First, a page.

Tags: Crime, Government & News & Crime
September 24, 2012ALPHARETTA, Ga. — Embattled Fulton County elections director resigned from his post following his Sept. 14 arrest.
At its Sept. 24 special call meeting, the Fulton County Board of Registration & Elections voted to accept the unconditional resignation of Director Samuel Westmoreland.
The Board's action stated that if Westmoreland were to withdraw his resignation, he would be terminated immediately.
The Board named the Department of Registration & Election's Registration Chief Sharon Mitchell as Acting Interim Director while a search is conducted for a permanent replacement.
The Board indicated that the position is to be posted for recruitment as soon as possible.
In comments following the meeting, Board Chair Dr. Roderick Edmond stressed that the Board's primary focus is on ensuring a smooth and successful November 6 election for the citizens of Fulton County, and that staff have been working continuously to achieve that goal.
Westmoreland, 43, of Alpharetta, was on probation following a DUI charge in Alpharetta in September of 2009.
Court records show he failed to complete his probation requirements of DUI school or community service.
Alpharetta Public Safety Spokesman George Gordon confirmed Westmoreland was arrested and is scheduled for release Sept. 24. He was initially taken to the Fulton County jail before he was transferred to Alpharetta.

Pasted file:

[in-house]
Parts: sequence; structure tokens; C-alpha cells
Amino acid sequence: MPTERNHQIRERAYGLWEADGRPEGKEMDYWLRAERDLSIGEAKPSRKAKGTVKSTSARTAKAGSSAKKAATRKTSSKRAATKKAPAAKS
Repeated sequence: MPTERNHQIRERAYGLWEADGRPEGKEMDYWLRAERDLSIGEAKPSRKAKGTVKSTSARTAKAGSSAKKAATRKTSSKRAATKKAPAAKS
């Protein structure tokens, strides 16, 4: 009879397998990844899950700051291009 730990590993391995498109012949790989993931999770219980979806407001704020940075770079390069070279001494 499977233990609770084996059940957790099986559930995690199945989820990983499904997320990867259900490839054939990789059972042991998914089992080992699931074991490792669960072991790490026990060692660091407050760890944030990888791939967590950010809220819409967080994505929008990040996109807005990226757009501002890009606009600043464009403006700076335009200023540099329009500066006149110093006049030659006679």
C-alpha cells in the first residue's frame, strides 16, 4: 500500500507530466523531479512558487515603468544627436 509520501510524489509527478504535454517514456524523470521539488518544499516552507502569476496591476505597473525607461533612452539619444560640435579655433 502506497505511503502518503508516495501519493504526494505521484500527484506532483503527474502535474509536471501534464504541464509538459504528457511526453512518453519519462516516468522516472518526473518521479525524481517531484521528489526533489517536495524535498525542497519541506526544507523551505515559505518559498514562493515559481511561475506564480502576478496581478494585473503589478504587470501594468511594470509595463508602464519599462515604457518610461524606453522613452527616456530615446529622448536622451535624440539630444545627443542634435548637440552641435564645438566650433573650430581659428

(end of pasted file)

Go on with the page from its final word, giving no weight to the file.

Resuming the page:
Alpharetta is where the initial charges originated.
Westmoreland's troubles stem from his arrest Sept. 23, 2009 for driving under the influence of drugs. According to the police report taken at the time, police found Westmoreland driving erratically on Ga. 400 between Old Milton Parkway and Westside Parkway. When he was pulled over, he showed no signs of alcohol, but appeared "slow and deliberate." He admitted at the time to taking prescription medication days earlier. He was arrested and charged with DUI, failure to maintain lane and driving with an expired tag.
Some members of the Fulton County Board of Commissioners have already called for Westmoreland to be fired in this latest upset for the embattled elections head.
In June and July, Westmoreland's department garnered criticism after several bungles in the election. In violation of federal law, thousands of letters were sent out telling registered voters they would be taken off the official registration rolls unless their homes actually existed.
While Westmoreland claimed he was trying to clean up the rolls of people who lived in public housing that had since been demolished, law prohibits such purging within 90 days of an election.
In July, his department erroneously assigned some Sandy Springs voters to the wrong voting district and also missed the filing deadline to certify the election results.
Sharon Mitchell, the chief of registration in the elections department, will step in as Westmoreland's temporary replacement.